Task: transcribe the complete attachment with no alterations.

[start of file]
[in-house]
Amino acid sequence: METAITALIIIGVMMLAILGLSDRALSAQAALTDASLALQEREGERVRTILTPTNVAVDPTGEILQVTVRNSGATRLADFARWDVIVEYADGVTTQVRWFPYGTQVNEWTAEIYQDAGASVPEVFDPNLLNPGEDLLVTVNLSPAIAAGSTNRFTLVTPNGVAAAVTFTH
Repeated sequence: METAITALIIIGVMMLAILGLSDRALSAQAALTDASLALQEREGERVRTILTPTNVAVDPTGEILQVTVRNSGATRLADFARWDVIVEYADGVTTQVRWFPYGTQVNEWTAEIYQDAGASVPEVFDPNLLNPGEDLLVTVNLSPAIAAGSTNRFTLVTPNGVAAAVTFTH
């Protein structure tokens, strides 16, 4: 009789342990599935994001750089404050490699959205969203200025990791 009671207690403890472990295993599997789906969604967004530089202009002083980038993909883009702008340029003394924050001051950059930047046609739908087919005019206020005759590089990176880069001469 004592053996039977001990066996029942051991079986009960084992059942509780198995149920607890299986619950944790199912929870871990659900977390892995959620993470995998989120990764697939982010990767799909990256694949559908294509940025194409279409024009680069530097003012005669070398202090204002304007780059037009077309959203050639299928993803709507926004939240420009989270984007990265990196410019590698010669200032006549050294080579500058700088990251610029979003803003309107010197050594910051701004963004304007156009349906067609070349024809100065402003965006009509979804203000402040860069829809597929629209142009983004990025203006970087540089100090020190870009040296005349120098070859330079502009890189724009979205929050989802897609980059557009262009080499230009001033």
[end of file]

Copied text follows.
[in-house]
Amino acid sequence: METAITALIIIGVMMLAILGLSDRALSAQAALTDASLALQEREGERVRTILTPTNVAVDPTGEILQVTVRNSGATRLADFARWDVIVEYADGVTTQVRWFPYGTQVNEWTAEIYQDAGASVPEVFDPNLLNPGEDLLVTVNLSPAIAAGSTNRFTLVTPNGVAAAVTFTH
Repeated sequence: METAITALIIIGVMMLAILGLSDRALSAQAALTDASLALQEREGERVRTILTPTNVAVDPTGEILQVTVRNSGATRLADFARWDVIVEYADGVTTQVRWFPYGTQVNEWTAEIYQDAGASVPEVFDPNLLNPGEDLLVTVNLSPAIAAGSTNRFTLVTPNGVAAAVTFTH
């Protein structure tokens, strides 16, 4: 009789342990599935994001750089404050490699959205969203200025990791 009671207690403890472990295993599997789906969604967004530089202009002083980038993909883009702008340029003394924050001051950059930047046609739908087919005019206020005759590089990176880069001469 004592053996039977001990066996029942051991079986009960084992059942509780198995149920607890299986619950944790199912929870871990659900977390892995959620993470995998989120990764697939982010990767799909990256694949559908294509940025194409279409024009680069530097003012005669070398202090204002304007780059037009077309959203050639299928993803709507926004939240420009989270984007990265990196410019590698010669200032006549050294080579500058700088990251610029979003803003309107010197050594910051701004963004304007156009349906067609070349024809100065402003965006009509979804203000402040860069829809597929629209142009983004990025203006970087540089100090020190870009040296005349120098070859330079502009890189724009979205929050989802897609980059557009262009080499230009001033």